Is a podcast that has been recorded and then broadcast later a person talking to many others or an object? There is much that can be debated, such as the amount of editing a podcast might have had that turns it from a simple conversation into an entertainment product. There is something to be said for perhaps the real-time nature of the communication. Maybe our person-to-person interactions that are recorded decay over time to objects.

Whether a person is seen as a person or an object within a system will be tied to the goals of the system. If your question is how to increase user input into the system, you will need to view a user as a person instead of their content generated as an object. If your question is how to analyze the data generated by people’s interactions on a network, it is more useful to categorize people as objects.

Many entertainment platforms are examples of systems in which single objects (videos, songs, podcasts) play to many people all at once. On Netflix, several thousand people can stream the same show at the same time. One of the reasons why Bandersnatch, a Black Mirror series show was so transformative was because it broke this understanding of what the general dynamic between person and object (movie). Usually movies are one-way transmissions. Bandersnatch demanded user input that made it so every person that watched the movie had a different experience. They changed the experience of a movie from one one-to-many relationship to several dozen different singular object-to-person relationships. This was a fundamental alteration of the base dynamics in a typical movie format.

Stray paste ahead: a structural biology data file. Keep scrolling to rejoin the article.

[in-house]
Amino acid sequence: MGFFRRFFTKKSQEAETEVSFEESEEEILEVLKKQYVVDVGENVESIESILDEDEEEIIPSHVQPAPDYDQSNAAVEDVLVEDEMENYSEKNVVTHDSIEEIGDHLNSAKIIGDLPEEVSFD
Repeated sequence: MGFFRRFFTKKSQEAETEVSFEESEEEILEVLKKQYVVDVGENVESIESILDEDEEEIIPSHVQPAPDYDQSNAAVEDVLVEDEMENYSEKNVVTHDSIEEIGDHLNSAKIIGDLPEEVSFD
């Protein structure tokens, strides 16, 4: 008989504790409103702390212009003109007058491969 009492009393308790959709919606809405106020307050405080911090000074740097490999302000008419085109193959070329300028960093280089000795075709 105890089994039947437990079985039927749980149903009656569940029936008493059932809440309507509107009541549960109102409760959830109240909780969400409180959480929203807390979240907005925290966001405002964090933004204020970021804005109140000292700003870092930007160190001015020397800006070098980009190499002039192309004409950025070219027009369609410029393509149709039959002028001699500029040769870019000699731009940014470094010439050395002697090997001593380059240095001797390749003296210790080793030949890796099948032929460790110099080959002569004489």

Netflix contains many objects that can connect to one person. www.netflix.com

In crop fields, one sensor might communicate their status to many different other objects at once. A sensor that tracks water might communicate a decreased water level to an app that tracks water levels for a farmer to see, and a lever that autonomously increases the flow of water into the field.

A water level signals that the fields need to be watered.

When you search for shoes, Google connects this input to multiple different objects (a collection) that might satisfy your search query. One person through changing the channel of the price, or size, or color of shoes displayed, interacts simultaneously with many objects.

Many different processes occur under the surface — data is transmitted to a server, and this server connects to multiple databases that return queries. But the relationship between the end-user and the information is one-to-many. Over time there will be a clearer understanding of where software design ends and information architecture design begins.

Google creates the connection to many different kinds of shoes. Google.com

Base dynamics are some of the fundamental structures of information systems. However, base dynamics are only one-way flows of information. To create continual complex systems, information also has to flow back to users in the form of feedback. The next article deals with how base dynamics are combined together to form loops.

Interaction Writer and CEO of Adjacent